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Review: 2013 Ford Escape vs. 2013 Ford C-MAX

Cars, Reviews  /   /  By Alex Kramer

Ford has been quite good at staying ahead of the curve when it comes to automotive buying trends. Just when the SUV craze started to wane, Ford revamped its small and mid-size car offerings, with the new Focus, Fiesta, and Fusion earning strong praise. When higher gas prices became the new norm, Ford was quick to respond with turbocharged EcoBoost engines across the lineup. And now that the market for hybrids, compact SUVs, wagons, and other more practical and efficient vehicles seems here to stay, Ford is responding with a completely revised Escape compact SUV, and the brand new C-MAX Hybrid compact wagon.

As the current owner of a 2009 Escape Hybrid, I was very curious to drive these new models and see how they compare. Both cars are based on the compact Focus platform, but offer increased practicality and more sophisticated powertrains when compared to your average small car. The new Escape gets the EcoBoost treatment, with two available turbocharged engines, while the C-MAX is all hybrid, offering both standard and plug-in versions.

We had a chance to drive both cars back to back, over hundreds of miles and in a variety of driving conditions. Although each model occupies a separate niche, they compare quite well in price, practicality, and performance. Ford even promises a high fun-to-drive factor for both of these models, which is largely missing from the competition. Which would prove more compelling, the hybrid compact wagon or the turbocharged small SUV? Our conclusion just might surprise you.

2013 ford escape and ford c-max hybrid

2013 Ford C-MAX HYBRID

  • New exterior design ditches old boxy SUV look
  • Class leading handling makes for a sporty small crossover
  • 2.0L turbocharged engine produces a healthy 240hp and 270 lb-ft of torque
  • Lots of available high-tech options, including active park assist, BLIS with cross-traffic alert

  • 3rd generation hybrid powertrain is even more seamless and refined
  • Impressive fuel efficiency, so long as you drive carefully
  • Solid handling and performance, although calling it sporty would be a stretch
  • Also available with a host of options, including a nifty automatic lift gate that you can activate by waving your foot

  • Acceleration is less peppy than you’d expect given the horsepower rating
  • Fuel efficiency also disappoints, with mileage hovering in the low 20s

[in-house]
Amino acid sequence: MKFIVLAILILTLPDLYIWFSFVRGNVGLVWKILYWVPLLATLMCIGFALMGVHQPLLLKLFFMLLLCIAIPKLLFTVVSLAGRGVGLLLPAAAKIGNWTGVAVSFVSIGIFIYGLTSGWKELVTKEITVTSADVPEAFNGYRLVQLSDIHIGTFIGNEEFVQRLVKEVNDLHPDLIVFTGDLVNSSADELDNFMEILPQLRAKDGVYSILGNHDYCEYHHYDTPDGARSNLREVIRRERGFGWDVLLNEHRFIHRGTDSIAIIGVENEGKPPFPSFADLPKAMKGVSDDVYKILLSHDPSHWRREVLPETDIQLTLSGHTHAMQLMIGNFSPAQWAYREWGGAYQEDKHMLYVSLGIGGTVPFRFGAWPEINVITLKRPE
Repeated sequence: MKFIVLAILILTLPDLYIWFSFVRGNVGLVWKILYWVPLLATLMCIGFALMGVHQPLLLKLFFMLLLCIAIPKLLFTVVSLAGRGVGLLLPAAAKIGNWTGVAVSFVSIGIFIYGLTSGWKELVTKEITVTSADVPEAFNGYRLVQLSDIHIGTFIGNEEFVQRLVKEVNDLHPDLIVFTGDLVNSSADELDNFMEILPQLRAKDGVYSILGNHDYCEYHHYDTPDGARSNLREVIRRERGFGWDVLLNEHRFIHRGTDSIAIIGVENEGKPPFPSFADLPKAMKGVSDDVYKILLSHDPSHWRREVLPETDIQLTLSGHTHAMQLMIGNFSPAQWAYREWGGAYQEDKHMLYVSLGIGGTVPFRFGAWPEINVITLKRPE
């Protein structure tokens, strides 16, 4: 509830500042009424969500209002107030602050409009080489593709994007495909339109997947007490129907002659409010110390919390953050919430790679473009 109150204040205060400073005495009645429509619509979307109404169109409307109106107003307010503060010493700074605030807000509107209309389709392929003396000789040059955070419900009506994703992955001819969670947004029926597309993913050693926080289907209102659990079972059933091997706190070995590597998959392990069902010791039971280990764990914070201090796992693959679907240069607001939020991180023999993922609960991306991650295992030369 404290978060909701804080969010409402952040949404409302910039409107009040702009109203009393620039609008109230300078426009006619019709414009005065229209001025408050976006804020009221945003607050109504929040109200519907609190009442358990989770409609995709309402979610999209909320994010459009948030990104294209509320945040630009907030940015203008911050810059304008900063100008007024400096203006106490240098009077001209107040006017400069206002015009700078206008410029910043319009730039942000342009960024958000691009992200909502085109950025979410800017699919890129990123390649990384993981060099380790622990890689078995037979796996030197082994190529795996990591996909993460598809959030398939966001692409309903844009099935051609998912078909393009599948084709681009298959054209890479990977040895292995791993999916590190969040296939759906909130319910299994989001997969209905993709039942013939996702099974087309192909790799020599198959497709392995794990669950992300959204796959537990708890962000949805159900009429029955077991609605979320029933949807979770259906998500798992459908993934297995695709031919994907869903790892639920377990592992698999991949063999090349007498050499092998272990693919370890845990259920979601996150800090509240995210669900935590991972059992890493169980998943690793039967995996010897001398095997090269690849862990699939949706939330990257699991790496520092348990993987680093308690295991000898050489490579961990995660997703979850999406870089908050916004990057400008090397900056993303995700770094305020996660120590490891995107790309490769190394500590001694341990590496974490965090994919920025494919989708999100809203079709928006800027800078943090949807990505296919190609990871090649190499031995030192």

• Price with options easily vaults over $30,000

  • Achieving the 47 mpg combined EPA rating requires a careful right foot
  • A hefty curb weight dampens the fun-factor, especially when cornering
  • Disappointingly small cargo area limits practicality

2013 Ford Escape EcoBoost AWD

The 2013 Escape is a complete departure from the popular outgoing model. Gone is the traditional boxy SUV shape, and in its place we have a more modern, rounded design that looks like a larger version of the Focus hatchback on which it is based. The interior is also new and much more modern, borrowing heavily from the Focus once again.

The changes continue under the hood, where you won’t find the V6 and hybrid options previously available. Instead, pair of small turbocharged engines are the more upscale choices, while a 168 horsepower 2.5L 4-cylinder engine carries over as the base engine. Our Titanium test car came equipped with the larger of the two turbo engines, a 2.0L motor that produces an impressive 240 hp and 170 lb-ft torque. Power is routed to the wheels through a 6-speed automatic transmission and Ford’s Intelligent 4WD system.

2013 Ford Escape

For daily driving there is more than adequate pep, but the Escape never felt as fast as the engine’s numbers would suggest. One of our reviewers even called it “lackluster,” which might be a bit harsh, but there definitely wasn’t the kind of acceleration that you’d expect from such a high output engine. A likely culprit is a hefty curb weight of close to 3,800 pounds, which is substantially more than a small sedan, and enough to act as an anchor on what is really a spitfire of an engine.

Given the somewhat disappointing performance, we had high hopes for the fuel efficiency that the EcoBoost engine would provide. With a 28 mpg highway rating, would this small engine be less thirsty than a typical V6? Unfortunately, our testing showed this to be a very optimistic figure. Even including a road trip from the San Francisco Bay Area to Los Angeles and back, we still only averaged a bit over 22 mpg, hardly much better than a more conventional V6. MPG conscious buyers can opt for the smaller 1.6L EcoBoost engine, which earns a 33 mpg highway rating from the EPA, but given our experience with the 2.0L engine, we’re doubtful that drivers will see that kind of mileage in real world driving.

2013 Ford Escape interior

Handling, on the other hand, is quite good. Steering feedback is excellent, especially for an crossover/SUV, and you always feel firmly in control. In tighter corners the Escape does feel a little tipsy, which isn’t surprising given that it sits higher off the ground, but the 19-inch low profile tires provide plenty of grip, enough to make this one of the sportier small crossovers on the market.

Ford has added a bunch of attractive options to the Escape to entice buyers, including technology like automatic parallel parking, an automatic liftgate that you can activate with a swipe of your foot, and Ford’s MyTouch system for infotainment and connectivity. Such options do cause the price to swell quite dramatically, but they offer a touch of sophistication and class often missing in this segment.

2013 Ford C-MAX Hybrid

2013 Ford C-MAX Hybrid

Although the Escape Hybrid has sadly been discontinued (at least for now), Ford is counting on the C-MAX to fill the niche for more practical hybrid transportation. The C-MAX has been on sale for number of years in Europe, and Ford is hoping its popularity will translate to the U.S. with this new hybrid-only version.

Under the hood of the C-MAX you’ll find the 3rd generation of Ford’s hybrid technology, now based on a 2.0L Atkinson Cycle 4-cylinder engine. Combined system power is a rather healthy 188 hp, which is considerably more than the comparable Prius V, as Ford has been proudly advertising. Acceleration is decent, but like in the Escape, a portly curb weight prevents the C-MAX from being anything close to sporty.